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Windows 10 not enough to push PC industry out of the pit

Posted: 20 Jul 2015 ?? ?Print Version ?Bookmark and Share

Keywords:IHS? Windows? PC industry? operating system? IDC?

There was a time when the release of a new Windows operating system would instigate a massive PC refresh cycle, boosting sales by double digit percentages. That may no longer be true. In fact, this year is shaping up to be another down year for PC sales, and even the release of Windows 10 later this month is unlikely to change that.

"The days when a new operating system drove a PC refresh cycle alone are kind of gone," said Craig Stice, senior principal analyst for computers, servers and storage at IHS.

In the face of changing consumer preferences for mobile computing platforms such as tablets and smartphones, global PC shipments have fallen for three consecutive years, according to Gartner. Stice and other analysts believe the trend will continue this year.

According to International Data Corp. (IDC), worldwide PC shipments declined 12 per cent in Q2. Shipments slipped to about 66.1 million, down from 75 million in 2Q14, the firm said.

Though the Q2 decline was larger than forecast, it was consistent with what was largely expected, according to Loren Loverde, VP of worldwide PC trackers and forecasting at IDC.

Stice of IHS said PC OEMs had a fairly conservative build plan for the first half of the year, in advance of Windows 10. "The OEMs are just going through a conservative inventory plan right now," Stice stated. "Prior to the launches [of Windows 10 and Intel's Skylake microprocessor] they want to have a minimal amount of inventory on the shelf so they can replace with newer technology."

Part of the reason that Windows 10 won't drive a huge refresh cycle for PCs is that, unlike previous versions of the OS, Microsoft is offering an upgrade path from previous Windows versions to Windows 10.

Analysts do expect that Windows 10 and Skylake, expected to be available next month, will give a boost to PC shipments. But, in Stice's words, it won't be enough to "dig it out of the hole" that sluggish H1 shipments put the PC market in.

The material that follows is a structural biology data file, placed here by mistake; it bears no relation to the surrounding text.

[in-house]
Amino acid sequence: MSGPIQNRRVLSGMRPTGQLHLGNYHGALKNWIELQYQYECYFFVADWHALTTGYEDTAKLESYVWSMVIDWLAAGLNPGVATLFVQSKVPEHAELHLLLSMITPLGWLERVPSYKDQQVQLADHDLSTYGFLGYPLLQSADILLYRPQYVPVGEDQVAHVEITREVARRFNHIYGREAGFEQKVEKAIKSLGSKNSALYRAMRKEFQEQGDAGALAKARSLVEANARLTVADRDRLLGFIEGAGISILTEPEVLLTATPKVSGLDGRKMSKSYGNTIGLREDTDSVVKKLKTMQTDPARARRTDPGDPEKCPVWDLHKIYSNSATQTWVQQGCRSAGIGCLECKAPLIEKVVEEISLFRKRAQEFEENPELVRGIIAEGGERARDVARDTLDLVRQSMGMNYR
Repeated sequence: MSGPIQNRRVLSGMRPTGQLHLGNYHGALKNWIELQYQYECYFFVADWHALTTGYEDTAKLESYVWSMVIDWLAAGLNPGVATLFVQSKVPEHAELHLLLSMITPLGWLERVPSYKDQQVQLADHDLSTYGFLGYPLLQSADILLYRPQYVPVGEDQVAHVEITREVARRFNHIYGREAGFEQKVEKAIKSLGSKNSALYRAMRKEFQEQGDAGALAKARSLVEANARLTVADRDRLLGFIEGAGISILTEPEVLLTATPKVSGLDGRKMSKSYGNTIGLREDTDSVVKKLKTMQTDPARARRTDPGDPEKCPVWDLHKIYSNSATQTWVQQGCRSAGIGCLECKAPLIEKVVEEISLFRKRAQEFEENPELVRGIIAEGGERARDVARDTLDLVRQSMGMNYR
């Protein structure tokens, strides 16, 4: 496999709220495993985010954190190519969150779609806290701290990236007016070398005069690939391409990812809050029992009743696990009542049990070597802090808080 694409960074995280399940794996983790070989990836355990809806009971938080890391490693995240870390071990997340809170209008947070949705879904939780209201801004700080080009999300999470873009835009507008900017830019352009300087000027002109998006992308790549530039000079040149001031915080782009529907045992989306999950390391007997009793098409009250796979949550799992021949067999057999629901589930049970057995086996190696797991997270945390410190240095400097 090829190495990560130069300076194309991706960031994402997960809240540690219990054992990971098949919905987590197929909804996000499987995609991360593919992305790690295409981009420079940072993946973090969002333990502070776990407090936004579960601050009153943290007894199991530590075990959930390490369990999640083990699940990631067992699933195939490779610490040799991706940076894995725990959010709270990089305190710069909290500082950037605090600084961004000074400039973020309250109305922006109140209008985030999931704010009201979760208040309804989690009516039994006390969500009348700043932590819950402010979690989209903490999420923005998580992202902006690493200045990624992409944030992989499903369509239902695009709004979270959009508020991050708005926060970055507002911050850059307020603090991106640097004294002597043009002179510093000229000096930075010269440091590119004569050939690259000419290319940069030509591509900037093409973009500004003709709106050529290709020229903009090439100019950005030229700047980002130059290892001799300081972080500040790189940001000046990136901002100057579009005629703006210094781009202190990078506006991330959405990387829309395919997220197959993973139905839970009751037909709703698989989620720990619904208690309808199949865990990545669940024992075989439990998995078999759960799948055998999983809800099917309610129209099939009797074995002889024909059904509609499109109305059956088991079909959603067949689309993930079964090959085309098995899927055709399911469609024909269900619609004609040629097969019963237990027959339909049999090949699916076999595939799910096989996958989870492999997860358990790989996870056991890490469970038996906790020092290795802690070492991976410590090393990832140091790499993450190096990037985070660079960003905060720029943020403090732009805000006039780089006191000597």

"We continue to expect low to mid-single digit declines in volume during H2 with volume stabilising in future years," IDC's Loverde said. "We're expecting the Windows 10 launch to go relatively well, though many users will opt for a free OS upgrade rather than buying a new PC. Competition from 2-in-1 devices and phones remains an issue, but the economic environment has had a larger impact lately, and that should stabilise or improve going forward."

But Stice noted that the H2 is always better than the H1 for PC shipments, largely because it includes both the back-to-school period and the holiday season. While he expects PC shipments to be down for the year in the low- to mid-single digit percentage range, he does believe that the marketing campaigns from Microsoft and PC OEMs around Windows 10 will drive some exposure for PCs in general. Windows 10 is "not expected to drive a major refresh, but it will get people's attention," Stice said.

And the PC industry might be further helped by new platforms, such as 2-in-1s, that give PC OEMs room to differentiate, according to Stice. "The expectation is that we will see a new wave of products coming out with Windows 10 in 2H15," he added.

So, while Windows 10 and Skylake will both give PC shipments a bit of a lift, they are unlikely to lift the industry out of a fourth consecutive year of declining shipments. And while many analysts still hold out hope that the market may grow in future years, it very well might be that PC shipments will never again reach their peak of nearly 353 million shipments achieved in 2012.

- Dylan McGrath
??EE Times





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